When starting up a new business, is it better to found it as a team — with a partner or partners — or go at it solo?
It’s a fundamental question and a legitimate concern. Personally, I think it depends on your working style. If you work well alone and are good at bringing in the key skill sets to drive your business’ growth at the appropriate time, you may be better off on your own.
On the other hand, if having a business partner is likely to drive the growth of your business and motivate you and lead to a synergistic relationship, then a partnership is probably a wise choice.
Even so, you should be very careful who you choose as your co-founders.
At the point of founding a company, the path for the life of the business is almost entirely decided. At this point, your company share can be diluted more than at any other investment point.
As such, you need to choose very wisely the entrepreneur or entrepreneurial manager you bring on board.
Here are four key areas to think about:
What is their level of commitment?
There’s no point giving equity to a partner who is already working on 83 different projects, four of which are in Papua New Guinea. You want a co-founder that is equally as focused and dedicated as you. That’s 110 per cent, right?
You need to ensure that your co-founders are as committed to your idea as you are. If you’re going to pour blood, sweat, tears and sleepless nights into the business without the slightest resentment, your co-founders must be doing the same.
How deep is their experience?
Has your potential co-founder got ‘been-there-done-that’ experience? Just like when finding a mentor, you want to find someone who’s walked the path, at least in come capacity.
Also make sure you have an objective idea of the value that they bring to the table.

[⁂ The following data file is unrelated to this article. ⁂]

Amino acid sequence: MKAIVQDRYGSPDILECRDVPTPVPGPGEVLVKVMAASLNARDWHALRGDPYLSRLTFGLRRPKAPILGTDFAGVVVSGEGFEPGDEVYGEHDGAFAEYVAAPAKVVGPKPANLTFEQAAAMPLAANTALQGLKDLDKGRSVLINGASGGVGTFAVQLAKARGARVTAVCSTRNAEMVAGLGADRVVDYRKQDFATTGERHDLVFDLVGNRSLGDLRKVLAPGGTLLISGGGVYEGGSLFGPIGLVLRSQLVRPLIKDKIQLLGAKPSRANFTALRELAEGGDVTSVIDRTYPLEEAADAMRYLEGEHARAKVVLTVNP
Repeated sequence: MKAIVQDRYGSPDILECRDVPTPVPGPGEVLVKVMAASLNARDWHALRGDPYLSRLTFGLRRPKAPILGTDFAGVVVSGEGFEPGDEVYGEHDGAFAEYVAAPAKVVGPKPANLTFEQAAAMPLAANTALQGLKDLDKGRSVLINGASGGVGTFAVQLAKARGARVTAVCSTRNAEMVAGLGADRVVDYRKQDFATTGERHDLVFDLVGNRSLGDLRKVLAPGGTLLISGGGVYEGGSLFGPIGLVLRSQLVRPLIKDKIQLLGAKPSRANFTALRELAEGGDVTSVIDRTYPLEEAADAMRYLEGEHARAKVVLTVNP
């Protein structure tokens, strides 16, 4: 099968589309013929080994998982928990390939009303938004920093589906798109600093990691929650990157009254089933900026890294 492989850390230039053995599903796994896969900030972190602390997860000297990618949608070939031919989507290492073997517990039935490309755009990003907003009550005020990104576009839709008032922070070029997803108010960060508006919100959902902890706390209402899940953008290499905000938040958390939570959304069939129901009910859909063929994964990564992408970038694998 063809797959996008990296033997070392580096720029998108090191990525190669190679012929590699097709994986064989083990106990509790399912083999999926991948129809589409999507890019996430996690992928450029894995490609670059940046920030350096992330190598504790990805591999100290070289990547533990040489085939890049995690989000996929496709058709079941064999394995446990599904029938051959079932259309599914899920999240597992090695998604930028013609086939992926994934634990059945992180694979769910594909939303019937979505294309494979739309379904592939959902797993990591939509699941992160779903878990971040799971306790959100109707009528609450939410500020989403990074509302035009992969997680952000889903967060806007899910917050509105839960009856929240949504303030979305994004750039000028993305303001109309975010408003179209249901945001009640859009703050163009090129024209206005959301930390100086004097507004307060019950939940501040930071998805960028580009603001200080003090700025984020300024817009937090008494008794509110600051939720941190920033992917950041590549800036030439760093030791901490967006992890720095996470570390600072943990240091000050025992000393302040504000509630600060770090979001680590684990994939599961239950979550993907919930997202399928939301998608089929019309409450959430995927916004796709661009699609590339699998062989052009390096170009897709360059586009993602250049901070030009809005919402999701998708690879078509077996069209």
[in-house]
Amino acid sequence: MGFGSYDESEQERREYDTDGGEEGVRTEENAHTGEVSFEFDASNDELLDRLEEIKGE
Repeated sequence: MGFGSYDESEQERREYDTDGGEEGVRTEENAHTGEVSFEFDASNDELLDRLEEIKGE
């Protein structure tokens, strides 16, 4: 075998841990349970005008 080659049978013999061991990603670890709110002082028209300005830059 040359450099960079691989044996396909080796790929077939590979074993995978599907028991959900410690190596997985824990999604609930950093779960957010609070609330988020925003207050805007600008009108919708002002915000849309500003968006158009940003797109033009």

Of course, you want to work with people you like. The problem at the outset is that, when you like someone, you naturally will think highly of them. Make sure you are being objective, or ask a third party. How much value do they really offer?
How well do you work together?
Strong partnerships tend to be built on previous friendships and relationships – best friends, co-workers and the like. You need to have put your relationship through some kind of trial period in a pressured environment.
In that regard, consider the overlap in your expertise.
Are you choosing your business partner primarily because you work together really well and get along like life-long friends (or you actually are life-long friends)? You need to question whether your strong relationship is founded on mutual expertise and perspectives. You need a business partner who contributes and can be critical.
Also crucial is the need for complementary personalities.
The concept of good cop/bad cop extends well beyond law enforcement. Think about the kinds of personalities your business will need throughout its whole life cycle. Does the business have a core focus on IT and need someone who can speak technical jargon?
Will it require wordsmiths or math-geeks?
Are they in this for the long haul? (Are you?)
What is your time frame to exit? Before you can evaluate your potential business partner on this point, you need to understand it for yourself.
Think about when, how and if you want to exit the business. Then consider what you want and expect from your co-founder(s). Then make sure they know this and you know where they stand.
When it comes to founding the company, ensure you do it properly. Be sure to include ‘divorce clauses’ so that you have the right (and so do they) to regain equity if certain things happen.
These clauses prevent people from putting in little to no work and reaping an unfair reward – all within the bounds of the law.
We do it with our personal relationships. And, yet, there is nothing more personal than a business partnership.
So, choose your partners carefully!
Bryce Summerell is a young, serial entrepreneur and CEO of The Entourage. In 2010, Bryce was elected as the President of the Entrepreneur Society at UTS.
Image by homesbythomas [Thomas Cunningham]